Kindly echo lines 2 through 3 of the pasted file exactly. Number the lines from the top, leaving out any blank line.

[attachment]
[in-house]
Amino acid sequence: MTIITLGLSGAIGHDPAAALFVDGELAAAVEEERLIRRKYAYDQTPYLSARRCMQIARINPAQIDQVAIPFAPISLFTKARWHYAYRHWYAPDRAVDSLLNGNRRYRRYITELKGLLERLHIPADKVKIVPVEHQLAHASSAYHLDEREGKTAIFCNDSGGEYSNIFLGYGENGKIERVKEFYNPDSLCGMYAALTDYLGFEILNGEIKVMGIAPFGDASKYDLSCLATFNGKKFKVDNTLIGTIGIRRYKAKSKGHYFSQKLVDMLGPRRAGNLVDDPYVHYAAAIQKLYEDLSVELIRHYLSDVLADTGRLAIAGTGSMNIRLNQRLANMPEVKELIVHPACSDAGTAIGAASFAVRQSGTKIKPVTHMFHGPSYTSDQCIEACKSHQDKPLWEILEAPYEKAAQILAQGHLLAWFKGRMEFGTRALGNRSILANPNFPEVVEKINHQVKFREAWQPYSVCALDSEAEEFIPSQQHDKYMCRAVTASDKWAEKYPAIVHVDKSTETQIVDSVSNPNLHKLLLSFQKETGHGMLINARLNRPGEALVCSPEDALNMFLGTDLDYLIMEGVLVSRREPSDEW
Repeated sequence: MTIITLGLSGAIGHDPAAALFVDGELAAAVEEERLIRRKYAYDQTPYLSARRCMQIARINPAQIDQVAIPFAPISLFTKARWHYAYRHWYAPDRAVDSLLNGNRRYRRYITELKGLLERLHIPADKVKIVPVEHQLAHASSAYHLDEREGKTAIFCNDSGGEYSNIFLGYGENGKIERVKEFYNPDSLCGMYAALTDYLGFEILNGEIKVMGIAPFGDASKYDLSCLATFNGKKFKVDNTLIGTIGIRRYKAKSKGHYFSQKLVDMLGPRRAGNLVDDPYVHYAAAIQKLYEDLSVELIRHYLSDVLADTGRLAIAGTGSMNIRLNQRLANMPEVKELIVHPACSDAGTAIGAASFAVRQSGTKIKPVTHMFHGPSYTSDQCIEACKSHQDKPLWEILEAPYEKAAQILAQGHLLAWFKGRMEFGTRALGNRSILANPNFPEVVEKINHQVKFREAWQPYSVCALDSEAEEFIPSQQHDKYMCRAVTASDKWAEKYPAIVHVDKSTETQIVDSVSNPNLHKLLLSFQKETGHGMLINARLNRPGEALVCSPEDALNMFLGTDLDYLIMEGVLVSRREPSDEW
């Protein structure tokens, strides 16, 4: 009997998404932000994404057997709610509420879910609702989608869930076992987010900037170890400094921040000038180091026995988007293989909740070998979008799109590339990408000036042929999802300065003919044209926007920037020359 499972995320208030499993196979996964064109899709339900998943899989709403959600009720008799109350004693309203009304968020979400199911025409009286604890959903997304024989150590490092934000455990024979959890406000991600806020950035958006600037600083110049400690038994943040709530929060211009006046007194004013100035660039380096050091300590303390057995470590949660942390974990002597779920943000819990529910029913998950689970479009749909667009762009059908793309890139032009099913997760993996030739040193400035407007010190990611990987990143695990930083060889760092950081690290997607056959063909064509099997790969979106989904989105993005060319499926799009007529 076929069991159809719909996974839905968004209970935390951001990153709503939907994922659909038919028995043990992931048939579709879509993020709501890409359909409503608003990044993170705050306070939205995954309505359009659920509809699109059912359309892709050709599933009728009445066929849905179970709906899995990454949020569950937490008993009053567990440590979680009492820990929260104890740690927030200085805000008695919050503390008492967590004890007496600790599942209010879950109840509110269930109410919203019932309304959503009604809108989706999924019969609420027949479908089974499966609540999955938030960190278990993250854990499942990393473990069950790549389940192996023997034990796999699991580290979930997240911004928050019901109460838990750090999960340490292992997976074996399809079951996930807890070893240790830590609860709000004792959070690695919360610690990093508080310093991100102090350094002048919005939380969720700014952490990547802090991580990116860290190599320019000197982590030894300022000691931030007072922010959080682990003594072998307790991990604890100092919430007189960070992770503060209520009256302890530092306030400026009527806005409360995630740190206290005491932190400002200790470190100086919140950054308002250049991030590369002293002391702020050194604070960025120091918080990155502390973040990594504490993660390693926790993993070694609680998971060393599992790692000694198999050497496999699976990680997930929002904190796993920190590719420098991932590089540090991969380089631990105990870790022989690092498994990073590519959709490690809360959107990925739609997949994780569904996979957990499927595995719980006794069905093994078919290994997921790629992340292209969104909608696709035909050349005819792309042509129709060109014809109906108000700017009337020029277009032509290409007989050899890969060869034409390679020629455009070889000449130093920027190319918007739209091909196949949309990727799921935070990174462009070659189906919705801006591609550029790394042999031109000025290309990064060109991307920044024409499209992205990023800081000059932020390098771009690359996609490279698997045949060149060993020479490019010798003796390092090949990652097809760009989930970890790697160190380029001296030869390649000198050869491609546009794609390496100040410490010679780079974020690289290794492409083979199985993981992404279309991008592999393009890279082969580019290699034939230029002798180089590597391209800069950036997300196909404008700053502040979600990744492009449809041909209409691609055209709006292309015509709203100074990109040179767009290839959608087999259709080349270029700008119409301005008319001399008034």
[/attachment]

Amino acid sequence: MTIITLGLSGAIGHDPAAALFVDGELAAAVEEERLIRRKYAYDQTPYLSARRCMQIARINPAQIDQVAIPFAPISLFTKARWHYAYRHWYAPDRAVDSLLNGNRRYRRYITELKGLLERLHIPADKVKIVPVEHQLAHASSAYHLDEREGKTAIFCNDSGGEYSNIFLGYGENGKIERVKEFYNPDSLCGMYAALTDYLGFEILNGEIKVMGIAPFGDASKYDLSCLATFNGKKFKVDNTLIGTIGIRRYKAKSKGHYFSQKLVDMLGPRRAGNLVDDPYVHYAAAIQKLYEDLSVELIRHYLSDVLADTGRLAIAGTGSMNIRLNQRLANMPEVKELIVHPACSDAGTAIGAASFAVRQSGTKIKPVTHMFHGPSYTSDQCIEACKSHQDKPLWEILEAPYEKAAQILAQGHLLAWFKGRMEFGTRALGNRSILANPNFPEVVEKINHQVKFREAWQPYSVCALDSEAEEFIPSQQHDKYMCRAVTASDKWAEKYPAIVHVDKSTETQIVDSVSNPNLHKLLLSFQKETGHGMLINARLNRPGEALVCSPEDALNMFLGTDLDYLIMEGVLVSRREPSDEW
Repeated sequence: MTIITLGLSGAIGHDPAAALFVDGELAAAVEEERLIRRKYAYDQTPYLSARRCMQIARINPAQIDQVAIPFAPISLFTKARWHYAYRHWYAPDRAVDSLLNGNRRYRRYITELKGLLERLHIPADKVKIVPVEHQLAHASSAYHLDEREGKTAIFCNDSGGEYSNIFLGYGENGKIERVKEFYNPDSLCGMYAALTDYLGFEILNGEIKVMGIAPFGDASKYDLSCLATFNGKKFKVDNTLIGTIGIRRYKAKSKGHYFSQKLVDMLGPRRAGNLVDDPYVHYAAAIQKLYEDLSVELIRHYLSDVLADTGRLAIAGTGSMNIRLNQRLANMPEVKELIVHPACSDAGTAIGAASFAVRQSGTKIKPVTHMFHGPSYTSDQCIEACKSHQDKPLWEILEAPYEKAAQILAQGHLLAWFKGRMEFGTRALGNRSILANPNFPEVVEKINHQVKFREAWQPYSVCALDSEAEEFIPSQQHDKYMCRAVTASDKWAEKYPAIVHVDKSTETQIVDSVSNPNLHKLLLSFQKETGHGMLINARLNRPGEALVCSPEDALNMFLGTDLDYLIMEGVLVSRREPSDEW